Probably this is a recurrent topic but I would like to ask you hot to improve approaches.
I find myself quite often too high intercepting the ILS of te runway and therefore I am forced to do strong corrections.
How can I know in advance the correct altitude to intercept the ILS? Are adding to the FPL the approach waypoints? How do you know the correct approach waypoints sequence and the descent profile to use?
I am sorry if I asked a lot of questions but I am quite new and I would like to learn.
Thanks in advance for your support.
Intercept the localizer at a 30 degree angle and below the glide slope. So if the runway heading is 180, intercept at 210 or 150 and at 2500 AAL 10 nm out
This is something a lot of pilots struggle with, but here are some basic tips.
- Start you final approach at the end of the cone. This will give you plenty of time to make adjustments.
- Ensure you don’t approach at a bad speed. At around 5 miles, you should start slowing down to your approach speed, ussualy 130 knots for light aircraft and 140 knots for heavier aircraft.
- Don’t extend your gear and final notch of flaps until you are three miles out. This will help with fuel burn, as well.
- Enter the cone at 5000 ft AGL. This is so you get a nice glide on landing.
These are my top tips, but others will have different ones too.
I feel like that’s a little bit too much. I would aim for 3500ft AGL
A standard glide slope is 3 degrees. For a standard 10 nm final approach, you’ll want to be at 2500(3000 at 10 nm but you have to be lower to intercept)
Don’t do this. At 3 nm out, you would be at about 900 ft. You should be fully configured for landing at 1000 ft. I would recommend lowering landing gear at 7-8 nm out.
Actually, I’m doing alright on approaches but I’ve noticed that I have always been below the Glideslope. I still make it to the runway, but at a rather steep angle of about -800- 1000.
I’ve been starting my final approach at 3000ft AGL, and at the end of the cone I’m below the GS. Should I wait until I am on the GS?
Yes, continue at 3000 until you are on the glide, then decend.
Each to their own, dude, each to their own.
Realism dude, realism.
Would you use A/P to maintain a steady descent towards the runway or just disengage AP right when the GS is on the mark?
If you are worried about hand flying, use the APPR mode. Omg engage it though once you are on glide.
@Claudio I usually fly the approach using HDG and ALT+VS controls as I find it won’t jerk the aircraft anywhere near as much as it does when enabling the APPR. To do it with the autopilot controls simply set your ALT to the airport elevation or 0, then alter your VS to descend down to the glideslope. If you find that you are below, simply have a VS of either 0 or 100 and eventually you will end up on the glideslope. Obviously whilst doing this you will be using HDG to remain lined up on the centreline of the localiser. Remember - while on approach, constantly monitor the localiser indicators.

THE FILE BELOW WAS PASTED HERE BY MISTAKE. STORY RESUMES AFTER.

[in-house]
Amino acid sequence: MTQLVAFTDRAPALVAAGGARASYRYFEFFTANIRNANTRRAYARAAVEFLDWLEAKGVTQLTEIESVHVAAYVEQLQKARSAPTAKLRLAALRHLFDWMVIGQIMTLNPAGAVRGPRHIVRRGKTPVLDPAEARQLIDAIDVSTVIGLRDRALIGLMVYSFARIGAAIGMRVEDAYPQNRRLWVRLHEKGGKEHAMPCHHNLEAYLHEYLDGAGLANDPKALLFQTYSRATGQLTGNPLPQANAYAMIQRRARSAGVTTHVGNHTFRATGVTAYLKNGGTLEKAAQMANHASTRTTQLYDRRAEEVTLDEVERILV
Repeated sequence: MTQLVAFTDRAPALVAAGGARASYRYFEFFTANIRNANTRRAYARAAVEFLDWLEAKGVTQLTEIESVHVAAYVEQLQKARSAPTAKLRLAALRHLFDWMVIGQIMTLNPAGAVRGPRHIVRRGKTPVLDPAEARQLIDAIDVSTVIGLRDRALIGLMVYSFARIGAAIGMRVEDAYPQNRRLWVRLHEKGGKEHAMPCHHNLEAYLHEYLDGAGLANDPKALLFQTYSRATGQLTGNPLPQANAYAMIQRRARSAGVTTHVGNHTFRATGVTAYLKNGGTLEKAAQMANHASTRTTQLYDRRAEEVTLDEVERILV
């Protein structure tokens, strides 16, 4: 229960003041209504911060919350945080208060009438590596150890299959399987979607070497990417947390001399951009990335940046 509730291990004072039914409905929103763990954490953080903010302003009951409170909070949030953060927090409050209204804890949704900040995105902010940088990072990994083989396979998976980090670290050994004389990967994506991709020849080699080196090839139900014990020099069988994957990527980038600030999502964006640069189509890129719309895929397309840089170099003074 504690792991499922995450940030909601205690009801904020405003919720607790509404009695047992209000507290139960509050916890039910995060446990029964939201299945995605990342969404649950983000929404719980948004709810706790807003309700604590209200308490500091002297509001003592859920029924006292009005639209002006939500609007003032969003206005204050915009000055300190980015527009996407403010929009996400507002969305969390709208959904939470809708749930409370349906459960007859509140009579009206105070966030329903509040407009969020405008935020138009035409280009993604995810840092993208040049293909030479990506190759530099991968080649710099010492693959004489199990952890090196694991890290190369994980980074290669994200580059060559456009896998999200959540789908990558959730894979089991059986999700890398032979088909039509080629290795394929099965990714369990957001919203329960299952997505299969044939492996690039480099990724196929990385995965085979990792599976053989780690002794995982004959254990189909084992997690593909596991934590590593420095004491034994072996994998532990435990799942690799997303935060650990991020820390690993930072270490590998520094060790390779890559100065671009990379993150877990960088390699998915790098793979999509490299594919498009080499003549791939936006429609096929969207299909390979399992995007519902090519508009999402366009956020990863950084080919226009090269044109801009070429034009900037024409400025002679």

Hope this helped.
I see a lot of random guesses in here.
3 degrees is math, it’s not up for debate. 3000 ft AAL 10 nm out. The cone is slightly longer than 10 nm, but not 6.7 nm longer, which is what you would need for 5000 AAL.
You can always be under the glide slope. There’s no harm in that. When in doubt, if you have terrain clearance, err on the lower side.
What I see most pilots who aren’t sure where they should be doing is staying at 10100 feet until they’re about 10 feet from intercept. You have to slow down some time, so just do it. Prepare.
Don’t get to the intercept and then realize, “oh, it’s the same as every other one and 10k is too high” and then start doing 360s at the cone where other pilots may need the airspace. You should be at your intercept altitude before the nanosecond you hit the intercept. There’s no crime in being at 3k on base, or even at the end of your downwind.
2500 AAL at 10nm? That seems a little lo that far away. I usually descend to 3000ft until like 8nm. Does your ay seem more realistic?
Taken from the IFATC manual 10.7.5
Once again, it’s math. It has a concrete answer.
For a 3.0 degree GPA, 10 nm away is 3180 feet AAL:
Or, 3k feet on that same GPA would be 9.42 nm from the threshold:
Same calculations for a 3.2 degree GPA:
If you take the cones in IF as being 11nm from the threshold, using a 3 degree GPA, then you get 3500 feet:
So, it’s 3500 AAL at the cone. This is not opinion. Math is concrete. It has a discrete answer.
Also remember, you can always be below the glide slope. You should never be above it. If you need to fly level for a bit to meet it, so be it, but you should never dive to meet it.
well , start to descend when the arrival time is around 30 mins left
You can use APPR if you want to though it isn’t on all the aircraft but you will see a flight path vector(FPV) on your screen if you are using the HUD and not live instruments which points at where you will be/where the aircraft is headed.
You want to aim the FPV at the center of the runway at the aiming point until you get low enough, then you’d start to flare.
I believe this section is talking about Approach controllers, right? They’re supposed to make the intercept altitude slightly below the glide slope to make things easier for the pilot. But when flying without Approach (especially when you’re intercept is less than 10*), I’m not sure if this altitude adjustment is necessary.
I’d recommend getting the Approach/ILS charts for each airport you’re trying to fly into-they’ll give you specific altitudes to be at and a course to follow as well-along with that, I always put the waypoints in and it’s huge if you have V speed charts to find Vref for a given aircraft weight and Vapp for wind additive.